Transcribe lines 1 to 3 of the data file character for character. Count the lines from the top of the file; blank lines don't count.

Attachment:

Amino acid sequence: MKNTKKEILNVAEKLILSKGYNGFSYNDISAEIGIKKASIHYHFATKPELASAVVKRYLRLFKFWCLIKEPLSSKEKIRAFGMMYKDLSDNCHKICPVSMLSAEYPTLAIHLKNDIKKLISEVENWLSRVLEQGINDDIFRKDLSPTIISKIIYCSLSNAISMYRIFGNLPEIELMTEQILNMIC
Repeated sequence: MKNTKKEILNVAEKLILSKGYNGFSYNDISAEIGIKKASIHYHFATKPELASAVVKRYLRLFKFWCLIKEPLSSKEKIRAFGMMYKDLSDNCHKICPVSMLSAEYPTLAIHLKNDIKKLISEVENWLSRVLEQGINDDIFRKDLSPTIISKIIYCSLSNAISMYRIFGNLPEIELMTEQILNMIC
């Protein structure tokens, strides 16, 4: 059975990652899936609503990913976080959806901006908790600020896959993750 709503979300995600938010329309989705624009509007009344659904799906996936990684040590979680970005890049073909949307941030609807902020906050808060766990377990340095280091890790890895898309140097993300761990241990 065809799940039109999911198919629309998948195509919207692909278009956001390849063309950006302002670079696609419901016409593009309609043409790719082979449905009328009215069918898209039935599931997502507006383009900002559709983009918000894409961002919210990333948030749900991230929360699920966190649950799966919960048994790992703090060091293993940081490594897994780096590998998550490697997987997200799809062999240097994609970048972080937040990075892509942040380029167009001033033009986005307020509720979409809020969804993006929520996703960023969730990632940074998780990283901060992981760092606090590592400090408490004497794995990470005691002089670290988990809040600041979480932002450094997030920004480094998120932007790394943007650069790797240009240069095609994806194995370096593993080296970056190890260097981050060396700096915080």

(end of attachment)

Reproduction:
Amino acid sequence: MKNTKKEILNVAEKLILSKGYNGFSYNDISAEIGIKKASIHYHFATKPELASAVVKRYLRLFKFWCLIKEPLSSKEKIRAFGMMYKDLSDNCHKICPVSMLSAEYPTLAIHLKNDIKKLISEVENWLSRVLEQGINDDIFRKDLSPTIISKIIYCSLSNAISMYRIFGNLPEIELMTEQILNMIC
Repeated sequence: MKNTKKEILNVAEKLILSKGYNGFSYNDISAEIGIKKASIHYHFATKPELASAVVKRYLRLFKFWCLIKEPLSSKEKIRAFGMMYKDLSDNCHKICPVSMLSAEYPTLAIHLKNDIKKLISEVENWLSRVLEQGINDDIFRKDLSPTIISKIIYCSLSNAISMYRIFGNLPEIELMTEQILNMIC
């Protein structure tokens, strides 16, 4: 059975990652899936609503990913976080959806901006908790600020896959993750 709503979300995600938010329309989705624009509007009344659904799906996936990684040590979680970005890049073909949307941030609807902020906050808060766990377990340095280091890790890895898309140097993300761990241990 065809799940039109999911198919629309998948195509919207692909278009956001390849063309950006302002670079696609419901016409593009309609043409790719082979449905009328009215069918898209039935599931997502507006383009900002559709983009918000894409961002919210990333948030749900991230929360699920966190649950799966919960048994790992703090060091293993940081490594897994780096590998998550490697997987997200799809062999240097994609970048972080937040990075892509942040380029167009001033033009986005307020509720979409809020969804993006929520996703960023969730990632940074998780990283901060992981760092606090590592400090408490004497794995990470005691002089670290988990809040600041979480932002450094997030920004480094998120932007790394943007650069790797240009240069095609994806194995370096593993080296970056190890260097981050060396700096915080």